Refrigeration And Air Conditioning Service
The ozone layer protects the earth from the harmful ultraviolet radiation from the sun. So protecting it is vital, and proper refrigeration and air conditioning service is a vital part of this protection. Many synthetic chemicals commonly used as refrigerants destroy the ozone layer if they are improperly released during refrigeration and air conditioning service. These chemicals include chlorofluorocarbons (CFCs), halons, and hydrochlorofluorocarbons (HCFCs). In fact, it is believe that release of these chemicals during poorly managed refrigeration and air conditioning service contributed to the “ozone hole” that now exists over the South Pole.
Additionally, many of these same ozone depleting substances (ODS) are believed to be greenhouse gases that are contributing to climate change. So when they are irresponsibly released during shoddy refrigeration and air conditioning service there is a double hit to the environment. These are the main reasons behind section 608 of The Clean Air Act which specifically prohibits the release of CFCs, HCFCs, their blends, and substitute refrigerants during refrigeration and air conditioning service.
Section 608 of The Clean Air Act has the following regulatory requirements:
Technician Certification-technicians performing refrigeration and air conditioning service must meet EPA certification criteria by passing an EPA approved exam.
Refrigeration and Air Conditioning Service Requirements-technicians must evacuate equipment to established vacuum levels during service and disposal of refrigerants.
Refrigerant Recovery and Recycling Equipment-equipment used during service must be certified by EPA approved testing.
Refrigerant Leaks-there are specific EPA standards that are enforced for leak repair during refrigeration and air conditioning service.
Refrigerant Sales Restrictions-sale of ODS refrigerants is restricted to certified technicians.
Major Record Keeping Requirements-all parties involved in refrigeration and air conditioning service must maintain records documenting dates, refrigerant charge amounts, and related service information. This includes technicians, equipment owners, and operators of large refrigeration and air conditioning service and equipment sales companies.
Safe Disposal Requirements-when refrigeration and air conditioning equipment is taken out of service the final person in the disposal chain must ensure that all refrigerants have been removed from the equipment prior to disposal.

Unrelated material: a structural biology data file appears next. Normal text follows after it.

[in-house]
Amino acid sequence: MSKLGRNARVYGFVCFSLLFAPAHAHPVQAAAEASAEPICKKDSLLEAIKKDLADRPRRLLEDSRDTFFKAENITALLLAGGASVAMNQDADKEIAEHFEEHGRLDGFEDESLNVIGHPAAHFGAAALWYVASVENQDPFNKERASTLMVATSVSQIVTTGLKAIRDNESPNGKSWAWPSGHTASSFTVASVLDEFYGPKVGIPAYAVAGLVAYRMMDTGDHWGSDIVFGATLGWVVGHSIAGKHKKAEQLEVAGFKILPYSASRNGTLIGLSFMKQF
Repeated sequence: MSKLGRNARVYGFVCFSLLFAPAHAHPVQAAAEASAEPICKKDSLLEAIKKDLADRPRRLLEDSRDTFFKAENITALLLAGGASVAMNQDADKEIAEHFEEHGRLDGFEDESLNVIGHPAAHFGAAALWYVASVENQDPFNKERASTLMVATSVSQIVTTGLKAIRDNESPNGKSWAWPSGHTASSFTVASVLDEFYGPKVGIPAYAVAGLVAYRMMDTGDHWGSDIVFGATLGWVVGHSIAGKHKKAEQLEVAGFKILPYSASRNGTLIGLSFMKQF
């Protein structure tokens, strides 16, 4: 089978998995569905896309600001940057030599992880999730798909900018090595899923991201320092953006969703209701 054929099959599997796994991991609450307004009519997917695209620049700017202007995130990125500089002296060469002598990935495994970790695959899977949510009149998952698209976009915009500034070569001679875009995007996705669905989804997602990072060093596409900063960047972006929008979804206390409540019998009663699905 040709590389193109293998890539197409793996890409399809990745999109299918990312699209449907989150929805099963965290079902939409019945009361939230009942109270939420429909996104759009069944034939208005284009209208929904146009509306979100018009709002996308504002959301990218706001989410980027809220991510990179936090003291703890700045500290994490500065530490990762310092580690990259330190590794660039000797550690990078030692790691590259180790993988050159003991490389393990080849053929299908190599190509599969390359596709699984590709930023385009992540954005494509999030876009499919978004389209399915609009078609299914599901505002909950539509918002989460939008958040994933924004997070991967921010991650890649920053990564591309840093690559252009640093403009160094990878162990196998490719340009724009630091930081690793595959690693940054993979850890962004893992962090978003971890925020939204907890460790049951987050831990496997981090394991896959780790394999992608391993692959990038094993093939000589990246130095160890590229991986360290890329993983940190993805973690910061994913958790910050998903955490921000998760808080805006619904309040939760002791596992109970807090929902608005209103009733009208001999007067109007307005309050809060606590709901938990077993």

In support of Section 608 of The Clean Air Act the EPA is performing random inspections, responding to tips, and pursuing potential violations. They are authorized to assess fines of up to $37,500 per day for any violation of these regulations.
It is vital that proper refrigeration and air conditioning service is performed on your equipment not only to protect the environment but also to avoid potentially costly fines.
Commercial Refrigeration Walk-In Scheduled Maintenance
Most commercial refrigeration walk-ins seem indestructible, but you can extend their life by following the manufacturer’s safety tips and maintenance schedule. Walk-in coolers and freezers are made for storing larger quantities of food. If there is lots of in and out traffic in your commercial refrigeration walk-in then there are important maintenance procedures to follow.
Some Maintenance Tricks for Commercial Refrigeration
The door gaskets are usually made of rubber. So they can break down quicker and easier if they are not cleaned regularly and get caked with food or grease. This leads to leaks in the door seals which will result in the operating efficiency of your commercial refrigeration walk-in being reduced and your energy costs going up. Door seals can be easily cleaned to extend their life with baking soda and warm water. It’s suggested that you don’t use harsh chemical cleansers as this will dry out the rubber.
Door hinges for your commercial refrigeration walk-in can be rubbed with petroleum jelly to make sure they continue to work well. If these develop a build-up of grease or grime, then their operation will not remain smooth. This means they will begin to stick resulting in your doors not closing automatically and the cold air escaping. Again this will result in lower efficiency for your commercial refrigeration walk-in and higher energy costs.
Dirty coils on the refrigeration unit will also make the commercial refrigeration walk-in run less efficiently as the transfer of heat through the coils doesn’t occur as effectively as for clean coils. This makes the compressor work overtime to maintain the desired temperature of your perishable food items which means the service life of the compressor motor will be reduced. By frequently cleaning the dust and grime off of your commercial refrigeration coils you’ll reduce the time your compressor needs to run and thereby help your commercial refrigeration run more efficiently.
Cleanliness in Your Commercial Refrigeration Unit is Important
The floors of your commercial refrigeration walk-in should also be kept clean. This is for safety reasons as well as for health concerns. If there is lots of foot traffic in and out of the unit, food and other stored items can get dropped. If they are not cleaned out regularly they can build up causing trip hazards as well as slippery floors. Not only that, they could begin to rot and develop a bacteria issue. Walk-in floors should be damp-mopped, but never hosed out. Excessive water can get into the seals between the floor panels and damage the insulation. Without proper insulation, your commercial refrigeration will not run as efficiently as it could.
Proper maintenance of your commercial refrigeration walk-in can extend its service life and reduce the operating costs. Following a regular maintenance schedule will help you keep your commercial refrigeration operating properly and keep your operating costs down.